By Monica Alonzo
By Ray Stern
By New Times Staff
By Stephen Lemons
By Chris Parker
By Monica Alonzo
By Stephen Lemons
By Robrt L. Pela
JoJo Shedd will celebrate her first Thanksgiving on Thursday, and her adoptive mom couldn't be happier.
"She's really had an amazing life so far," says Louise Sumner, a Paradise Valley woman who adopted JoJo last spring. "She's been here, there and everywhere, and we're thrilled she's finally back home."
By "we," Sumner means her husband (Steve Shedd), her two sons (10-year-old Zachary and 13-year-old Jesse), her three cats and three dogs.
Sumner retrieved JoJo at Sky Harbor International Airport two weeks ago, after a series of events that took the 8-month-old black cockapoo from the Maricopa County Animal Care and Control Center on a road trip to Juneau, Alaska. Actually, for a two-week period that ended happily November 9, the Shedds didn't know if JoJo was dead or alive.
"Her story is something that you couldn't make up if you tried," says Sumner. "It has good guys, bad guys, and people who just didn't know any better. She's my little star."
JoJo's tale began on the streets of Guadalajara, Mexico. Her opportunities for a long, healthy life seemed slim and none until she caught a monumental break in April.
Louise Sumner had volunteered to find a "small, fluffy puppy" to put up for bidding at a charity fund raiser. She says she found a newspaper advertisement for a cockapoo, and bought the dog (not JoJo). But that pup took ill on the evening of the auction, and later died of parvovirus.
Sumner quickly called around, and heard about a guy who had rescued a litter of abandoned poodle-mix puppies in Guadalajara and brought them to the States. Sumner ended up with JoJo (she was dubbed "Scruffy" at first for obvious reasons), and took her to the auction, injured tail, two sets of upper canines, and all.
But no one bid on the pup. Sumner even tried to convince her own mother to take JoJo. Plan B: add the puppy to her own menagerie.
"It's absurd," Sumner says. "I have cats, dogs, a hamster living in the attic, kids and a husband. What the heck did I need this dog for? But she was a real character."
In October, Sumner and her husband boarded JoJo at the Squaw Peak Animal Hospital, at 32nd Street and Lincoln Drive, while they went on a weeklong trip to Mexico.
The Shedds went to Mexico on October 17. The next morning, a Saturday, a Squaw Peak employee took JoJo out for a walk. Somehow, the dog slipped her leash and took off running on North 32nd Street toward Lincoln Drive.
She disappeared and, despite the vet's efforts to find her -- including running an ad and checking local animal shelters -- the dog was still gone when the Shedds returned from Mexico on October 25.
Early the next morning, Sumner drove to the trailhead parking lot with a photo of JoJo and showed it around. Again, the good fortune that seems to embrace JoJo took hold.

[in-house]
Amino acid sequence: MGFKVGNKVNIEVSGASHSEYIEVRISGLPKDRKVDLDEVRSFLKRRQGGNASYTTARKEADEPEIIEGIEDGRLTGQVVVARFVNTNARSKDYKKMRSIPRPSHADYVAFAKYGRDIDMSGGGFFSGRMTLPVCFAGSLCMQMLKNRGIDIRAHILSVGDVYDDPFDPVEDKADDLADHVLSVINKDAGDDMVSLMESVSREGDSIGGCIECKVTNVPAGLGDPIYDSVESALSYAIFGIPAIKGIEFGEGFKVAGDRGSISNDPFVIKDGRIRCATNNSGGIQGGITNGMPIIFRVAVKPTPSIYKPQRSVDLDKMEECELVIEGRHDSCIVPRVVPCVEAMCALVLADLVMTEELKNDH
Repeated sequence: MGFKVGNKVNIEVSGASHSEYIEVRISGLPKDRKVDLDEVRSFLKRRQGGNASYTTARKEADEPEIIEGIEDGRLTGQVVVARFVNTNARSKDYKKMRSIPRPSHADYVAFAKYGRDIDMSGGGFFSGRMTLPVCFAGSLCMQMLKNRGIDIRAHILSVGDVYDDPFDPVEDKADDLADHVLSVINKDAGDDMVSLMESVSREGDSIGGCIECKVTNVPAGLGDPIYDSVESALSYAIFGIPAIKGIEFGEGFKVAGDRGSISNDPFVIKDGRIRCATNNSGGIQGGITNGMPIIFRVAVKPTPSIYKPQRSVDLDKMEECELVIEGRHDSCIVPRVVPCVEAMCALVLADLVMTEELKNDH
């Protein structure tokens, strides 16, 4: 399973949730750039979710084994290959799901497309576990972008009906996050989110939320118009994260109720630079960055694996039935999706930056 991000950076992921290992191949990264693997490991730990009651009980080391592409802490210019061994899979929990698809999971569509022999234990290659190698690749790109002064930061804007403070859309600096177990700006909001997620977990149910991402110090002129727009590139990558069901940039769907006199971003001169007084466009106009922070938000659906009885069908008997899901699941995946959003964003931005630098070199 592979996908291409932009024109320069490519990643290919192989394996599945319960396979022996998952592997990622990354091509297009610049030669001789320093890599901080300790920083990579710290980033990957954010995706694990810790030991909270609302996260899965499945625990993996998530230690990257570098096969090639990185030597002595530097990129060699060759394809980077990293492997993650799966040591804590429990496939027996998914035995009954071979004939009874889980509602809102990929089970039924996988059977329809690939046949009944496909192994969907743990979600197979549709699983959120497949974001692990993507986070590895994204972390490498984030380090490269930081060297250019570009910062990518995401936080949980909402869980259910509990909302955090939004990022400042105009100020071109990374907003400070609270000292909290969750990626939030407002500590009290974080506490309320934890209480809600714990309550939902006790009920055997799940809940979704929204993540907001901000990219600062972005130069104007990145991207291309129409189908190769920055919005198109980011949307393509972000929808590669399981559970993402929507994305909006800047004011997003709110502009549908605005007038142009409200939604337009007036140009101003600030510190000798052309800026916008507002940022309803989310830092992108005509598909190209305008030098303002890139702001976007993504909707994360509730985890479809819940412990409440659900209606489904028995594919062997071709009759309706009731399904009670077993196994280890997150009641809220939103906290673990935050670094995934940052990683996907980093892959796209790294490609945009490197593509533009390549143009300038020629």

A man named Dave Reimold said he'd found JoJo wandering on busy Lincoln Drive the previous Saturday afternoon. Reimold told Sumner that he'd taken the unidentifiable dog home with him for a few hours, then took her to the county pound on South 35th Avenue.
"What a moment!" says Sumner, who tends to get worked up as she recollects the events. "I knew at that instant that JoJo was still alive."
Later that day, Sumner went to the pound, where she asked a clerk to look up Reimold's records in an effort to find out where JoJo was.
But, Sumner says, the clerk told her she couldn't reveal what had happened to JoJo. She could only tell her the dog wasn't there. More information, the clerk said, would require a public records request.
A scene ensued. "I was not thrilled at how rude and unhelpful they were, to put it mildly," Sumner recalls.
She says she drove to the home of a neighbor who is an attorney and sought advice. The neighbor, Cynthia Buness, phoned the pound and threatened to sue if she didn't get answers.
The next day, Buness wrote in a letter to the facility's director, Al Aguinaga, that she'd learned from someone there that the dog had been "dispositioned."
Later that day, another pound employee called back to inform the barrister that JoJo had been adopted.
Meanwhile, an unnamed "public record custodian" at the pound had rejected Sumner's request to access records about her wayward pup. "The names of person who claim, adopt or turn in animals to or from Maricopa County Animal Care and Control are not released. The disposition of said animals is not released."
On October 27, JoJo's vet reminded director Aguinaga in writing that no dog fitting JoJo's description had been posted on the "lost dog" part of the pets911 Web site -- a site to which the pound refers desperate pet owners in a telephone recording.
"Although the dog was brought to your facility on the 18th," Dr. Michael Ferrera wrote, "the dog's profile was never put onto the found' portion of that Web site. We request that the adopting family be contacted and informed of the fact that the dog's owner has been located, so that it may be returned as soon as possible."
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